The Personal Consumption Expenditures (PCE) Price Index was flat in October on a -0.1% estimate and September's 0.2% rise. The annual rate was 1.2% after September's 1.4%. The core PCE Price Index was flat in October from 0.2% and 1.4% on the year, down from 1.6% in September.

Initial Jobless Claims rose to 778,000 in the week of November 20 from 730,000 and 748,000 in the two previous weeks. Continuing Claims fell to 6.071 million on November 13 from 6.37 million prior.

Canada statistics November 30-December 4

The November labor market report and third quarter GDP figures, on Tuesday and Friday are the most relevant. Each can affect trading with stronger numbers generally good for the Canadian dollar.

The Raw Material Price Index for October, which traces prices paid by Canadian manufacturers is out on Monday. This index fell 2.2% in September The Industrial Prices Index, which follow selling prices for commodity producer is forecast to be unchanged at -0.1% in October.

Gross Domestic Product (GDP) is forecast to decline 39.6% at an annualized rate in the third quarter after dropping 38.7% in the second. On the month GDP is expected to decrease 0.9% in September, following the 1.2% fall in August. Markit Manufacturing PMI for November is predicted to rise to 55.8 in November form 55.5 in October.

The Unemployment Rate in November is forecast to drop 0.1% to 8.8%. Net Change in Employment is projected to add 100,000 jobs after the 83,600 gain in October. The Participation Rate is projected to rise to slip to 65% from 65.2%. Average Hourly Wages rose 5.25% on theyear in October. Exports are forecast to fall to C$45.2 billion from C$45.54 billion and imports to drop to C$47.9 billion from C$48.79 billion. The International Merchandise Trade [balance] is expected to be -C$2.6 billion in October from -C$3.25 million in August.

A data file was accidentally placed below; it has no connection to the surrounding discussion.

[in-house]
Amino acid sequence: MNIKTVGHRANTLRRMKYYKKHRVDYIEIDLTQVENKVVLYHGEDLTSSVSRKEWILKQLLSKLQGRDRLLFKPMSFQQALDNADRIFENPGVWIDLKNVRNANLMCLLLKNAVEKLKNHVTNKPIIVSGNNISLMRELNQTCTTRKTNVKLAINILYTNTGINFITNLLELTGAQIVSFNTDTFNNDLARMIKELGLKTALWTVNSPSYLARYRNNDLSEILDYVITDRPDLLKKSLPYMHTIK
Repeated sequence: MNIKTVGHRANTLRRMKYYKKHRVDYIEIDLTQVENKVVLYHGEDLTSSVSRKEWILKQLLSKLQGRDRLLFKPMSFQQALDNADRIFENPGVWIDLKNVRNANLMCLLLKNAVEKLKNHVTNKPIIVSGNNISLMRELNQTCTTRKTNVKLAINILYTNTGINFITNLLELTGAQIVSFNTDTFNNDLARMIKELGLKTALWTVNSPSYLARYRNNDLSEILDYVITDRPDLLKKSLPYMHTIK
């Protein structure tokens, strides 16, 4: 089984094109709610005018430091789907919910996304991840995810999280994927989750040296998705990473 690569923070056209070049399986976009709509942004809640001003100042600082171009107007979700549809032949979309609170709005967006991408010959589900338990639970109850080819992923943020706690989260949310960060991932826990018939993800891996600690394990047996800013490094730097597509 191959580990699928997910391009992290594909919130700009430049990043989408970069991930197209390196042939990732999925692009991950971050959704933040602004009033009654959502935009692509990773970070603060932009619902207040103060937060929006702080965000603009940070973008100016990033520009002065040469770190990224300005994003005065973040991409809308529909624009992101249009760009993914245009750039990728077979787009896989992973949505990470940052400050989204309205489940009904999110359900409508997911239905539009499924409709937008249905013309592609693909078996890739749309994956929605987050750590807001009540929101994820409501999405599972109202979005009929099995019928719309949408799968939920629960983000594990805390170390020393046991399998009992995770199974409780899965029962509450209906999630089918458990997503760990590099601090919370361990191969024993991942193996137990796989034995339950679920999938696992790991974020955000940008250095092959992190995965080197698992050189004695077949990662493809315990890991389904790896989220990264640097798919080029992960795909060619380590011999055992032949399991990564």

US statistics November 30 -December 4

The Employment Situation Report from the Labor Department for November leads the information parade. After the recent reversal in Jobless Claims markets will be looking for reassurance that the employment recovery is on track. Weakness in Nonfarm Payrolls could damage equity markets and the dollar. The better than expected PMI reading for November from Markit will need confirmation from the Institute for Supply Management (ISM) before the business improvement is accepted. 

The ISM Manufacturing PMI is forecast to drop to 57.8 in November from 59.3. The New Orders Index is expected to fall to 53.4 from 67.9. This forward looking index has beaten estimates for five straight months. In October it was forecast to drop to 45.9 from 60.2, it rose to 67.9. The Employment Index is predicted to slip to 51.4 from 53.2 in October.